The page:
If patients have the opportunity to choose which hospital they will go to for emergency care, they will likely want to know the answer to this crucial question: How long will they have to wait?
The answer can vary quite a bit at New Jersey hospitals, with average wait times ranging from 14 minutes at St. Barnabas Medical Center in Livingston to as long as 92 minutes at Barnabas-owned Newark Beth Israel Medical Center in Newark,.
In fact, the three Newark hospitals have the three longest waits for emergency care, with Newark Beth Israel followed by University Hospital, at 84 minutes, and Saint Michael’s Medical Center, at 77 minutes.
Theseare tracked by the federal Centers for Medicare and Medicaid Services (CMS) and compiled by , which also provides an online application for estimating current travel times from a reader’s location to nearby hospitals. (The site also cautions that anyone who’s suffered a heart attack or serious injury should contact 911 immediately).
, from the time of day to the location of the hospital, notes the American College of Emergency Physicians. So while a given hospital may have a subpar average wait time, it could still be the best option for a patient in an emergency.
Last year, ACEPciting the state’s subpar access to emergency care and its malpractice rules. The was the same grade that the organization gave the entire country.
Forty statesthan New Jersey’s average of 30 minutes, which is tied with four other states. The Garden State also has higher-than-average times for minutes spent in the emergency room (148 in New Jersey vs. 133 minutes nationally); minutes that patients with broken bones waited for pain medication (57 in New Jersey vs. 55 minutes nationally) and additional time that patients who’ve been admitted have to wait to be taken to their rooms (143 in New Jersey vs. 97 minutes nationally).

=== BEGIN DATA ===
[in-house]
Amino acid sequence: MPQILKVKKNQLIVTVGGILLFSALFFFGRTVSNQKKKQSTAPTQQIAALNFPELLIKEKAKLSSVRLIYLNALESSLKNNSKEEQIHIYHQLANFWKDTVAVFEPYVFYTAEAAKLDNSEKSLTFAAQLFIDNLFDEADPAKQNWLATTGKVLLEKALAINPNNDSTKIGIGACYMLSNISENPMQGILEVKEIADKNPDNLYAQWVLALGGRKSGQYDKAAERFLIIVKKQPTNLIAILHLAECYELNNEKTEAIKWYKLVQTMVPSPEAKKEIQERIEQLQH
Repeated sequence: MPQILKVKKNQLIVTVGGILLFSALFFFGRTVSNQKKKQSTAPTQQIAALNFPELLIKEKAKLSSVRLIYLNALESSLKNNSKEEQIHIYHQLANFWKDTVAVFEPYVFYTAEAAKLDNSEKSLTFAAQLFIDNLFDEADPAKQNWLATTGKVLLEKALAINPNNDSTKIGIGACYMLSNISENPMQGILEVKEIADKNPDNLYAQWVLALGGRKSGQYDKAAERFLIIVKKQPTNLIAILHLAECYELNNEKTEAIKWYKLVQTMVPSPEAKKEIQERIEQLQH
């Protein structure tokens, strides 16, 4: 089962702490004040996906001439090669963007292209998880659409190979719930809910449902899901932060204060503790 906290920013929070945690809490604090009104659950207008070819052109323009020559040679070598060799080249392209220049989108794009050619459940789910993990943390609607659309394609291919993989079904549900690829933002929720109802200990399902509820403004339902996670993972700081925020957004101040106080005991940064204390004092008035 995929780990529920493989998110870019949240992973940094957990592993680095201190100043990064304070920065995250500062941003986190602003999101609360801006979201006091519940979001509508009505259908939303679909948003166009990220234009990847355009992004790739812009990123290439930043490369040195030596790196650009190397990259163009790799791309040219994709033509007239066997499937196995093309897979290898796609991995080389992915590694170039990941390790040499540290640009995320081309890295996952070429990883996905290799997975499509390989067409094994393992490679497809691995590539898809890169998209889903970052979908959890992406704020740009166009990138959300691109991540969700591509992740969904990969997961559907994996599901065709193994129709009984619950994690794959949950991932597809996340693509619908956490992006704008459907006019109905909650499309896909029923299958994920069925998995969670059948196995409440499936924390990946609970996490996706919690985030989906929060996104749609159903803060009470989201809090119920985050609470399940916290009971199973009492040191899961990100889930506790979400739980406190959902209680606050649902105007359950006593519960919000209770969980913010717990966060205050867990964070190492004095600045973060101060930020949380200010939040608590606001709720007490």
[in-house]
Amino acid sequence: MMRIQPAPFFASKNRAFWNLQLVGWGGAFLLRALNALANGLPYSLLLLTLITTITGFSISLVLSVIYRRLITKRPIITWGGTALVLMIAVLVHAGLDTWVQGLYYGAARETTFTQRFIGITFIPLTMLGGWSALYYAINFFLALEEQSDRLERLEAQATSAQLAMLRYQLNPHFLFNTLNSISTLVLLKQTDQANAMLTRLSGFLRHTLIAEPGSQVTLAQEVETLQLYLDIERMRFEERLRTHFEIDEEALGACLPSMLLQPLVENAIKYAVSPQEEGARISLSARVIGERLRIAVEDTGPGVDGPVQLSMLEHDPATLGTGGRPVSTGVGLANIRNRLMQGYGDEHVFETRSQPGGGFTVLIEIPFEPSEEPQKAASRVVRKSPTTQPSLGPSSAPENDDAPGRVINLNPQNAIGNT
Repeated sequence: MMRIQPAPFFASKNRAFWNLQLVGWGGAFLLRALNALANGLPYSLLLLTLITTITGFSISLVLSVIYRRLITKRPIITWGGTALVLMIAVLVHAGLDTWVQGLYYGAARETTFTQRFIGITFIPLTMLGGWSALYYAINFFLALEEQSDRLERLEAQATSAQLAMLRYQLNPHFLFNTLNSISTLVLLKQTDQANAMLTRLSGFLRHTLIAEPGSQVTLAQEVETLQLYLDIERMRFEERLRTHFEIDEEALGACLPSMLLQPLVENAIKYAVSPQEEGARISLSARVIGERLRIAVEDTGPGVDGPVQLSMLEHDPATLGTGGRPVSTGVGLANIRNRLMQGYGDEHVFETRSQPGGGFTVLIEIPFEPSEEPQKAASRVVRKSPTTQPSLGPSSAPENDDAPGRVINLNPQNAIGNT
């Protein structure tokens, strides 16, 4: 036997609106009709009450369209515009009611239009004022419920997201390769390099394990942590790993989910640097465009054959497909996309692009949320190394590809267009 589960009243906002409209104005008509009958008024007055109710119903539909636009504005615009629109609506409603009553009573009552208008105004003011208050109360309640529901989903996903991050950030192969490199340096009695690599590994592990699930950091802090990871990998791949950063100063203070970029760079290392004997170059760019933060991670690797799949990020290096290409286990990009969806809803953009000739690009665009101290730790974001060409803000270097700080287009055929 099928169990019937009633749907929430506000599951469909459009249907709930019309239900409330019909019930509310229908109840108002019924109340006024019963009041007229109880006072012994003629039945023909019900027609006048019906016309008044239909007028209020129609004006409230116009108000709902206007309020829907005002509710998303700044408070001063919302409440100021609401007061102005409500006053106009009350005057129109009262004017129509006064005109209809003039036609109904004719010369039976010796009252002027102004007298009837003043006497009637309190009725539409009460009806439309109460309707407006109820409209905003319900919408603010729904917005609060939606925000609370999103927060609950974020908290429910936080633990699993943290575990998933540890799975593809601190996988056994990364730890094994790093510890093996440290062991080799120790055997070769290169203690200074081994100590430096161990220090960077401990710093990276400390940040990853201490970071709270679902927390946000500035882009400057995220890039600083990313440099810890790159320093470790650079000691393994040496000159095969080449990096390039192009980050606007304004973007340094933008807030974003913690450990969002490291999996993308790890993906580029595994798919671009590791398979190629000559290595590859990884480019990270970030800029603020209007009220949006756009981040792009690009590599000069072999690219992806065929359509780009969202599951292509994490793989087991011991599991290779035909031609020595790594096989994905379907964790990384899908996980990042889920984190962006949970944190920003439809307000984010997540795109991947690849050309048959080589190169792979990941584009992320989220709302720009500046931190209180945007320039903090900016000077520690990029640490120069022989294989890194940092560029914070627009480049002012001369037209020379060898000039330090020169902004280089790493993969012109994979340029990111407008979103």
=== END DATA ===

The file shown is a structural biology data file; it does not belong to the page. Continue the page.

The states that do worse than New Jersey are also more densely populated states in the Northeast: : After the District of Columbia, the states with the longest wait times are Maryland, Massachusetts, Delaware, New York and Rhode Island.
Here are the New Jersey hospitals with the longest average times that patients spend in an emergency room before being seen by a doctor:
In addition to having the longest wait time for ER patients to see a doctor, Newark Beth Israel also had the longest wait time for admitted patients to be taken to their rooms -- a whopping 601 minutes, or 10 hours. That time was more than twice as long as the next highest hospital.
Newark Beth Israel would be merged with University Hospital, and its campus would be turned into an emergency and ambulatory care center underto the state.
University Hospital, the only state-owned hospital in New Jersey, has the longest average time that patients spend in the emergency room before being sent home, at 238 minutes. It also has the longest average time for patients with broken bones to receive pain medication -- 121 minutes, 33 minutes University would be expanded under Navigant’s recommendations.
Saint Michael’s also ranks third in the average time that patients spend in the emergency room before being sent home, at 198 minutes.
Saint Michael’s staff members, Newark residents and politicians are fighting for both the hospital’s survival and for it to be sold to the California for-profit chain Prime Healthcare. Navigant recommended that it be converted into an emergency and ambulatory care facility.
The first for-profit hospital on this list, Hoboken is better than the state average in the average time it takes to transfer admitted patients to their rooms.
Raritan Bay is better than the state average in both the time it takes to send ER patients home, and the time it takes to transfer admitted patients to their rooms. Neptune-based Meridian Health has been advancing a plan to purchase the hospital.
Co-owned by Hackensack and for-profit LHP Hospital Group, Mountainside is better than the state average in the time it takes to admitted patients to their rooms, but worse in the other ER wait-time categories.
Both Clara Maass and Memorial are part of hospital chains. Clara Maass was spared in the report by Navigant, which recommended that it continue as a full-service acute-care hospital.
Meridian’s flagship hospital, Jersey Shore is strongest in transferring admitted patients to their rooms, where it’s 12 minutes below the state average, but weaker in the other wait-time categories.
East Orange is the last of the three Newark-area hospitals that would be converted from being full-service, acute-care hospitals to being emergency and outpatient centers under the Navigant recommendations.
Community Medical Center is part of the Barnabas Health system. Its wait times were worse than the New Jersey average in all four categories.